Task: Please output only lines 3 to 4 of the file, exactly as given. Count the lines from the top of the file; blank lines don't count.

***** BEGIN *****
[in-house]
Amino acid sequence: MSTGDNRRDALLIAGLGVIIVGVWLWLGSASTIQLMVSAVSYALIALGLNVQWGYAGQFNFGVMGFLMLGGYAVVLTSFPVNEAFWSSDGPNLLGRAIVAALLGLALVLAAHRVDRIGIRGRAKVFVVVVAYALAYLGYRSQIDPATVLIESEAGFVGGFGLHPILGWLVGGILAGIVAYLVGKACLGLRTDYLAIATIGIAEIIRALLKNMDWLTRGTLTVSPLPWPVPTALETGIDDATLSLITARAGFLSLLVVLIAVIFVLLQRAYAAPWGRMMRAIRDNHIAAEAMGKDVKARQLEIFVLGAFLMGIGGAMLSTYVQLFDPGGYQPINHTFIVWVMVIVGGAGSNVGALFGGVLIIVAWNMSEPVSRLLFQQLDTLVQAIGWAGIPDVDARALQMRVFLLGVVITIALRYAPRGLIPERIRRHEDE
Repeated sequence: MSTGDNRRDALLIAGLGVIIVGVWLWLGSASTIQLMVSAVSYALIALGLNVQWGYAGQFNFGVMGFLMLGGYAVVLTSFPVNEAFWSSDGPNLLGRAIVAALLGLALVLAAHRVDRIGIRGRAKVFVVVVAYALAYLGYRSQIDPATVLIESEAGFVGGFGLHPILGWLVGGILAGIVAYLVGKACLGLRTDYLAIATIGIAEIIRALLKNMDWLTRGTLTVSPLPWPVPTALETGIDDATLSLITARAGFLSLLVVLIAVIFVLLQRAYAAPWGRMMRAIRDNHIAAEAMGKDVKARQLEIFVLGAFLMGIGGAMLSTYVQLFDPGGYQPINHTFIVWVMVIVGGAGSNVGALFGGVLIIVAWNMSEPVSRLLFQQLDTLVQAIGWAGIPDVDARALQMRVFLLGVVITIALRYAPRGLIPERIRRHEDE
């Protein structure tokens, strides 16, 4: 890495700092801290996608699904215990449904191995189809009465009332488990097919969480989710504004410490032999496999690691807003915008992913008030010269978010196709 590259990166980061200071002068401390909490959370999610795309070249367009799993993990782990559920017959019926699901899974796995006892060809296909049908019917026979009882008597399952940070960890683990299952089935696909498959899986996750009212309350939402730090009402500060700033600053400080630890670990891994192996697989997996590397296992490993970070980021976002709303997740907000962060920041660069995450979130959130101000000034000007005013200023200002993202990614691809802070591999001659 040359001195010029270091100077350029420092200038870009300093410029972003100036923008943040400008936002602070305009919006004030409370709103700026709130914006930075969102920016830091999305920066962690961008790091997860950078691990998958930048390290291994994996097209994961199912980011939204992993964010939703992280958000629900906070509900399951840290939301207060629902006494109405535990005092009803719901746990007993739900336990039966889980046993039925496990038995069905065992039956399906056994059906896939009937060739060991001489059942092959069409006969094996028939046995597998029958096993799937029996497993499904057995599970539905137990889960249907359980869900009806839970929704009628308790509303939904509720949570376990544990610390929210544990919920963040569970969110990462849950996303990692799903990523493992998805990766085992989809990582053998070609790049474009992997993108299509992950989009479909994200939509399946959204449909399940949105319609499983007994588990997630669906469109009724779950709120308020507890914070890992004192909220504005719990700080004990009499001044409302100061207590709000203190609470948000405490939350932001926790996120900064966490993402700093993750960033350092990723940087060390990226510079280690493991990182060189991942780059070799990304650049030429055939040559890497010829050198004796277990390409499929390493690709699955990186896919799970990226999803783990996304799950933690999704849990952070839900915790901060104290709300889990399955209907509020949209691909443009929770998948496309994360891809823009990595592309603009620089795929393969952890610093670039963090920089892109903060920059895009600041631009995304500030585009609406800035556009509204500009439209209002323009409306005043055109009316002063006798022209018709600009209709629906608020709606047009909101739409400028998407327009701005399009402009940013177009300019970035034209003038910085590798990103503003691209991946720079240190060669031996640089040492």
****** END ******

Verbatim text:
Repeated sequence: MSTGDNRRDALLIAGLGVIIVGVWLWLGSASTIQLMVSAVSYALIALGLNVQWGYAGQFNFGVMGFLMLGGYAVVLTSFPVNEAFWSSDGPNLLGRAIVAALLGLALVLAAHRVDRIGIRGRAKVFVVVVAYALAYLGYRSQIDPATVLIESEAGFVGGFGLHPILGWLVGGILAGIVAYLVGKACLGLRTDYLAIATIGIAEIIRALLKNMDWLTRGTLTVSPLPWPVPTALETGIDDATLSLITARAGFLSLLVVLIAVIFVLLQRAYAAPWGRMMRAIRDNHIAAEAMGKDVKARQLEIFVLGAFLMGIGGAMLSTYVQLFDPGGYQPINHTFIVWVMVIVGGAGSNVGALFGGVLIIVAWNMSEPVSRLLFQQLDTLVQAIGWAGIPDVDARALQMRVFLLGVVITIALRYAPRGLIPERIRRHEDE
């Protein structure tokens, strides 16, 4: 890495700092801290996608699904215990449904191995189809009465009332488990097919969480989710504004410490032999496999690691807003915008992913008030010269978010196709 590259990166980061200071002068401390909490959370999610795309070249367009799993993990782990559920017959019926699901899974796995006892060809296909049908019917026979009882008597399952940070960890683990299952089935696909498959899986996750009212309350939402730090009402500060700033600053400080630890670990891994192996697989997996590397296992490993970070980021976002709303997740907000962060920041660069995450979130959130101000000034000007005013200023200002993202990614691809802070591999001659 040359001195010029270091100077350029420092200038870009300093410029972003100036923008943040400008936002602070305009919006004030409370709103700026709130914006930075969102920016830091999305920066962690961008790091997860950078691990998958930048390290291994994996097209994961199912980011939204992993964010939703992280958000629900906070509900399951840290939301207060629902006494109405535990005092009803719901746990007993739900336990039966889980046993039925496990038995069905065992039956399906056994059906896939009937060739060991001489059942092959069409006969094996028939046995597998029958096993799937029996497993499904057995599970539905137990889960249907359980869900009806839970929704009628308790509303939904509720949570376990544990610390929210544990919920963040569970969110990462849950996303990692799903990523493992998805990766085992989809990582053998070609790049474009992997993108299509992950989009479909994200939509399946959204449909399940949105319609499983007994588990997630669906469109009724779950709120308020507890914070890992004192909220504005719990700080004990009499001044409302100061207590709000203190609470948000405490939350932001926790996120900064966490993402700093993750960033350092990723940087060390990226510079280690493991990182060189991942780059070799990304650049030429055939040559890497010829050198004796277990390409499929390493690709699955990186896919799970990226999803783990996304799950933690999704849990952070839900915790901060104290709300889990399955209907509020949209691909443009929770998948496309994360891809823009990595592309603009620089795929393969952890610093670039963090920089892109903060920059895009600041631009995304500030585009609406800035556009509204500009439209209002323009409306005043055109009316002063006798022209018709600009209709629906608020709606047009909101739409400028998407327009701005399009402009940013177009300019970035034209003038910085590798990103503003691209991946720079240190060669031996640089040492």